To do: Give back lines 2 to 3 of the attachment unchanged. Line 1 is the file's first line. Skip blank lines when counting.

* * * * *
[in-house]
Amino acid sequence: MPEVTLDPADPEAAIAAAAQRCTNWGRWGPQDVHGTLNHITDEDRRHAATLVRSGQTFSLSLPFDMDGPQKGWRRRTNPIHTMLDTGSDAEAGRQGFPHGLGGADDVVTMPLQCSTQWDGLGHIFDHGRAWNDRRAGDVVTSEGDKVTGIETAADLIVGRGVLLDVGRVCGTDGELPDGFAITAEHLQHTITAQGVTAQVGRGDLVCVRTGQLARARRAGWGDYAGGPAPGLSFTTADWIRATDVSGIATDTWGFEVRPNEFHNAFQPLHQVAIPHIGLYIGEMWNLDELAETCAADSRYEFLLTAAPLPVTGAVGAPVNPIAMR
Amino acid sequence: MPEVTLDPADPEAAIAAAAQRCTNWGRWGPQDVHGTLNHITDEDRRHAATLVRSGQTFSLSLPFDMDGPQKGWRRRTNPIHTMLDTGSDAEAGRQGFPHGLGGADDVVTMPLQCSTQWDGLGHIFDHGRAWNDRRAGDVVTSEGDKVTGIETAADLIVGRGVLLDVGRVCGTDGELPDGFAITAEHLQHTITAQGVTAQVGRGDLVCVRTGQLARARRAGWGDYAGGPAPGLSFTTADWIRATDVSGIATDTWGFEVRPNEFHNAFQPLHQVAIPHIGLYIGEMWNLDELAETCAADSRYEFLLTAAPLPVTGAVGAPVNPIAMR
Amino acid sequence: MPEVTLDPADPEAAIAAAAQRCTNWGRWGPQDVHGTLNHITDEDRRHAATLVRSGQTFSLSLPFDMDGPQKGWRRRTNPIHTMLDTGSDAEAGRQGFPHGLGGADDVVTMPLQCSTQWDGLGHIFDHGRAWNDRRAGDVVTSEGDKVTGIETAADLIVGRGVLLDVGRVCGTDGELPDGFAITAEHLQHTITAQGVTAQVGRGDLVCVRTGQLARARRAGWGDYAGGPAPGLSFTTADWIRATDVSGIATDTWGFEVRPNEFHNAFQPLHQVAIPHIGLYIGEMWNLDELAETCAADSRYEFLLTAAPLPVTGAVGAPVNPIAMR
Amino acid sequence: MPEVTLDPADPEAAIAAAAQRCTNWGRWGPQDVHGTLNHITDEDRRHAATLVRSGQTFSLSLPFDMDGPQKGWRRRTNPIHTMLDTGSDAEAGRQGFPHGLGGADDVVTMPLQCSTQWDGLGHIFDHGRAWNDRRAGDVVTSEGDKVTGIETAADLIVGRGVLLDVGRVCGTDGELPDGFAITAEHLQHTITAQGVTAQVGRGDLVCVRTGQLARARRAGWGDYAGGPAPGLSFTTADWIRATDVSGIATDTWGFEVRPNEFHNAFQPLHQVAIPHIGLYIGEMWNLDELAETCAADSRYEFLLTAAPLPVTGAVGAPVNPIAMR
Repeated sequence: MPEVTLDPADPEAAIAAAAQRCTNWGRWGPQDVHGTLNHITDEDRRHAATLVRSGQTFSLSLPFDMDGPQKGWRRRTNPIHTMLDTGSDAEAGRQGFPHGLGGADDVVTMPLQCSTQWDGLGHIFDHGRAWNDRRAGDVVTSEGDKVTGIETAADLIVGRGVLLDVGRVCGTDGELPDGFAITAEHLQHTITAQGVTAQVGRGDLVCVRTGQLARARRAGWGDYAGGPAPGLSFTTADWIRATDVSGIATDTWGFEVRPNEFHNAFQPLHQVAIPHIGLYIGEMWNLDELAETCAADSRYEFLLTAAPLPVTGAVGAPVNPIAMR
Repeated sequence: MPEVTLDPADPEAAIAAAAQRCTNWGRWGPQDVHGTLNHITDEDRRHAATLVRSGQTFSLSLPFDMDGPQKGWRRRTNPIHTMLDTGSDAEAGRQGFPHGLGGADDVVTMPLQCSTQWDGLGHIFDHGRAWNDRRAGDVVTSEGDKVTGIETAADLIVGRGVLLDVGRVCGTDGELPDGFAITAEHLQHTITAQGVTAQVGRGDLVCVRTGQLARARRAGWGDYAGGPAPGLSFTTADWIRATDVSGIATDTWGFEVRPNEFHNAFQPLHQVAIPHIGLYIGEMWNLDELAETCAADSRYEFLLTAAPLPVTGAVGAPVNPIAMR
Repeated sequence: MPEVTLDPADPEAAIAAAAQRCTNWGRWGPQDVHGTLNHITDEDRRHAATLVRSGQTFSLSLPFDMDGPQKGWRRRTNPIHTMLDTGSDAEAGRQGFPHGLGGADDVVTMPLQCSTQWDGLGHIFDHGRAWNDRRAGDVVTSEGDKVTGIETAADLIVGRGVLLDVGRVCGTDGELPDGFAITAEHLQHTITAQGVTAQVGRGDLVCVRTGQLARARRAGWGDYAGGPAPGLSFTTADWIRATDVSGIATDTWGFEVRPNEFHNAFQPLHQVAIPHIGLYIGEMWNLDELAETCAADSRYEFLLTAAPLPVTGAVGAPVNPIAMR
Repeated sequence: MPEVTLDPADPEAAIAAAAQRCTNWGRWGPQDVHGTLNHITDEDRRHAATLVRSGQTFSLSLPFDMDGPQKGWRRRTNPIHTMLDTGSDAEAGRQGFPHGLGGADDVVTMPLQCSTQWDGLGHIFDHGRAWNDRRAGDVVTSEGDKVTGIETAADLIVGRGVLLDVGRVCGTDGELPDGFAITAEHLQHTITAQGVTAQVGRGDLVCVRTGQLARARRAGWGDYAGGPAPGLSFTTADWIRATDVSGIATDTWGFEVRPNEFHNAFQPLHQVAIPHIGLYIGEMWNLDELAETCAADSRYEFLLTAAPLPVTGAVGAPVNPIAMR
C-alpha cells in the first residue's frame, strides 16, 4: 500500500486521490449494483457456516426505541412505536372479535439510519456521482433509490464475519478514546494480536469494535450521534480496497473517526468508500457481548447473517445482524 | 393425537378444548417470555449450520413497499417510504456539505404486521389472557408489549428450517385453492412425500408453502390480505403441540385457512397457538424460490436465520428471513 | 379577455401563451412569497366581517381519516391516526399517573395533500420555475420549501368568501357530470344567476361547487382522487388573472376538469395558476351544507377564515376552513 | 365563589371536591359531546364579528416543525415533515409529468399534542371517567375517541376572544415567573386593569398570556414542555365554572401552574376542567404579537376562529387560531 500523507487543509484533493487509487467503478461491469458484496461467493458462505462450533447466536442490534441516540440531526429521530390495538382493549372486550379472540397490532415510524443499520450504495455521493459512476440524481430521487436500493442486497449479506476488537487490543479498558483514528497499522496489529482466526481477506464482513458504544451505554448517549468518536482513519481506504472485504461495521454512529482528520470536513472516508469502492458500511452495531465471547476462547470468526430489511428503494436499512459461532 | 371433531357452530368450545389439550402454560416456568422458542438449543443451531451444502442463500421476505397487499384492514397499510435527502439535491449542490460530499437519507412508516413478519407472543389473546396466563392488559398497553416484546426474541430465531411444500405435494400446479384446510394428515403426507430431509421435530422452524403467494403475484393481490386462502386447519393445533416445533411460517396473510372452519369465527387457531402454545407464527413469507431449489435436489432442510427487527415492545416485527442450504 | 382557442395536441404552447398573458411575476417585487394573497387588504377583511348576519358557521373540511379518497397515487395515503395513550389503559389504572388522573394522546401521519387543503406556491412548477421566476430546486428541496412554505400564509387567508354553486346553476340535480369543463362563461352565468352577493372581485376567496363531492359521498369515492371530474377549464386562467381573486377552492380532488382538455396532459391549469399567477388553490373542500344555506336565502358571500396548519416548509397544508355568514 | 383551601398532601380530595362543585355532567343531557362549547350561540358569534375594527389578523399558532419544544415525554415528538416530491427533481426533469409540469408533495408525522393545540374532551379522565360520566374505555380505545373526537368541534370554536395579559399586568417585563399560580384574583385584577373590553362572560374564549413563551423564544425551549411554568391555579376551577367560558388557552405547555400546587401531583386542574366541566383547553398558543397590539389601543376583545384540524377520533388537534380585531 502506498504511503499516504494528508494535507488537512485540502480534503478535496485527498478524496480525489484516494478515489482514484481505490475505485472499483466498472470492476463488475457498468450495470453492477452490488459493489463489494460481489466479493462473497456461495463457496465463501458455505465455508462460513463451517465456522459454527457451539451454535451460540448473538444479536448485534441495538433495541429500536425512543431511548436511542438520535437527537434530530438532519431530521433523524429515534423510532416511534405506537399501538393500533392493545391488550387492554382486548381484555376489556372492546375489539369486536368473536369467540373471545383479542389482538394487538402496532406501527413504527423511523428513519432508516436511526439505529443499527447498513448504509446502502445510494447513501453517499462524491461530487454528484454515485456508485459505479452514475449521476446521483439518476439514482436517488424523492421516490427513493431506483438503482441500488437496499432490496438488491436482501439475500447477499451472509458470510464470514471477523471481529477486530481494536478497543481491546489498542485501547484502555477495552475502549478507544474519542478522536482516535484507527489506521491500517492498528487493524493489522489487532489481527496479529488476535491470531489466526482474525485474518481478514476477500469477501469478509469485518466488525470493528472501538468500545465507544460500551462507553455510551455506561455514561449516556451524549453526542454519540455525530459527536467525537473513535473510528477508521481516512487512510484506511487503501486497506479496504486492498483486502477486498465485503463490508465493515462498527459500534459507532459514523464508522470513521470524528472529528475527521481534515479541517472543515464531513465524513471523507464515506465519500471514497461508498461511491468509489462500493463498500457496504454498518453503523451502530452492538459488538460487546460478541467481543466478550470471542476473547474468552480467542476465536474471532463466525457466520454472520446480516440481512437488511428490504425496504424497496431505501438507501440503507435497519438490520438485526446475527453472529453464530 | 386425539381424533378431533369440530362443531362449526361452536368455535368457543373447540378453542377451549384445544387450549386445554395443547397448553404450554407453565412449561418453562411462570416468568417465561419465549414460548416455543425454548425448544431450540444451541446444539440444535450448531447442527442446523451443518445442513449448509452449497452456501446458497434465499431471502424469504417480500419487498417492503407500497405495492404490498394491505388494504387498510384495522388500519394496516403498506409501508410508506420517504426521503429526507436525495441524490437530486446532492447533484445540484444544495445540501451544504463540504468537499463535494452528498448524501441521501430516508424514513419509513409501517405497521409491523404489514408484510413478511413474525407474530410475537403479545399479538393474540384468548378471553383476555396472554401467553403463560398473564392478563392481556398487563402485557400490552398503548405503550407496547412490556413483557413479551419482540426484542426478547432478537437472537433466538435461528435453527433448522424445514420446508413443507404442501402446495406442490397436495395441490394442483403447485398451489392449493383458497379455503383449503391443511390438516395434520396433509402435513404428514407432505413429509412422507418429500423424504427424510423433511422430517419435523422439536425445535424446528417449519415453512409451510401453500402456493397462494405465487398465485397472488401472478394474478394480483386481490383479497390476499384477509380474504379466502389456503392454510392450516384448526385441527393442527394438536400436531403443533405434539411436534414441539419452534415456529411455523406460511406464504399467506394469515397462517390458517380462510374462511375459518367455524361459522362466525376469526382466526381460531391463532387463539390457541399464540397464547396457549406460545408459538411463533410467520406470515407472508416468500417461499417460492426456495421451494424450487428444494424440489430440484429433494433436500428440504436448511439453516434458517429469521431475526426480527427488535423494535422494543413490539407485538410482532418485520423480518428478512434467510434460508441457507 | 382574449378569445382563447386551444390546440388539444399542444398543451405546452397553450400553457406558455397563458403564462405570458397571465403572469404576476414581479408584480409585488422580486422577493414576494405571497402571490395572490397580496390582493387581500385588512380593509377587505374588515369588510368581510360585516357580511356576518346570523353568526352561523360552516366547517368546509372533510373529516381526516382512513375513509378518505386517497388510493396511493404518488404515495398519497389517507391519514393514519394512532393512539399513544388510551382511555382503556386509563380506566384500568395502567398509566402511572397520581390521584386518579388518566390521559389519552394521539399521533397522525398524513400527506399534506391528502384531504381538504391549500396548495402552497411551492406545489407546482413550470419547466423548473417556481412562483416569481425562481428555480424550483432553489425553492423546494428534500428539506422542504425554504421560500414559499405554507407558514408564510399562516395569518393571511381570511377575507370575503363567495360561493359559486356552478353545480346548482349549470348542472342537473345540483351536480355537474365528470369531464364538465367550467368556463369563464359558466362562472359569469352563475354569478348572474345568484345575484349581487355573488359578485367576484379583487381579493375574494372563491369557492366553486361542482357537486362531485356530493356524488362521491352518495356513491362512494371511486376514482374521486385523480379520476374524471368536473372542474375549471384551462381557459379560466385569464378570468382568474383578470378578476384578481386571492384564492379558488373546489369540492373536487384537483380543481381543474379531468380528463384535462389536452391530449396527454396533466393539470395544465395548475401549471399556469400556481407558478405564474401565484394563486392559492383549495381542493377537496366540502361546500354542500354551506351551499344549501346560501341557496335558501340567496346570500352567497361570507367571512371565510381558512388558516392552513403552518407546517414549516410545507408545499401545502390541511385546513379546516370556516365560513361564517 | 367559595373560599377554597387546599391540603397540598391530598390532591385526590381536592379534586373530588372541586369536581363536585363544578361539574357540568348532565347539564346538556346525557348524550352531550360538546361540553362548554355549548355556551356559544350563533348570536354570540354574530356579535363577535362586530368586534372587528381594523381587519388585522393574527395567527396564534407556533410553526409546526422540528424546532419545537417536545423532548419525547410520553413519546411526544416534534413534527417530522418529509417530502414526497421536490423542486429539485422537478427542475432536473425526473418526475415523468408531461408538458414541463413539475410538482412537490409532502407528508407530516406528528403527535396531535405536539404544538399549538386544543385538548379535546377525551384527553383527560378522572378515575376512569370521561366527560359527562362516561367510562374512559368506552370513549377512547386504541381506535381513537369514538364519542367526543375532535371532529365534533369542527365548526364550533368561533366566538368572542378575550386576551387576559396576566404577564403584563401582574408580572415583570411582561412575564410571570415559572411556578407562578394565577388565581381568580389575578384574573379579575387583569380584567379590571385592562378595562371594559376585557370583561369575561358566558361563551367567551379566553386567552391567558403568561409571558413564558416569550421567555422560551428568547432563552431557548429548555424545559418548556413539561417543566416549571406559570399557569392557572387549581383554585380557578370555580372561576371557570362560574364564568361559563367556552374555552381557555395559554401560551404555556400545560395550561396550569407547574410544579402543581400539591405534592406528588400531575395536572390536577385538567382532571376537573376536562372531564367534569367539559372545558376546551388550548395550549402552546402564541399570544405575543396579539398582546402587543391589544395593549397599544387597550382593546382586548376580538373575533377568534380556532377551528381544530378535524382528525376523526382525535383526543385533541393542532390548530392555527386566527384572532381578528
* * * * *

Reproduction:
Amino acid sequence: MPEVTLDPADPEAAIAAAAQRCTNWGRWGPQDVHGTLNHITDEDRRHAATLVRSGQTFSLSLPFDMDGPQKGWRRRTNPIHTMLDTGSDAEAGRQGFPHGLGGADDVVTMPLQCSTQWDGLGHIFDHGRAWNDRRAGDVVTSEGDKVTGIETAADLIVGRGVLLDVGRVCGTDGELPDGFAITAEHLQHTITAQGVTAQVGRGDLVCVRTGQLARARRAGWGDYAGGPAPGLSFTTADWIRATDVSGIATDTWGFEVRPNEFHNAFQPLHQVAIPHIGLYIGEMWNLDELAETCAADSRYEFLLTAAPLPVTGAVGAPVNPIAMR
Amino acid sequence: MPEVTLDPADPEAAIAAAAQRCTNWGRWGPQDVHGTLNHITDEDRRHAATLVRSGQTFSLSLPFDMDGPQKGWRRRTNPIHTMLDTGSDAEAGRQGFPHGLGGADDVVTMPLQCSTQWDGLGHIFDHGRAWNDRRAGDVVTSEGDKVTGIETAADLIVGRGVLLDVGRVCGTDGELPDGFAITAEHLQHTITAQGVTAQVGRGDLVCVRTGQLARARRAGWGDYAGGPAPGLSFTTADWIRATDVSGIATDTWGFEVRPNEFHNAFQPLHQVAIPHIGLYIGEMWNLDELAETCAADSRYEFLLTAAPLPVTGAVGAPVNPIAMR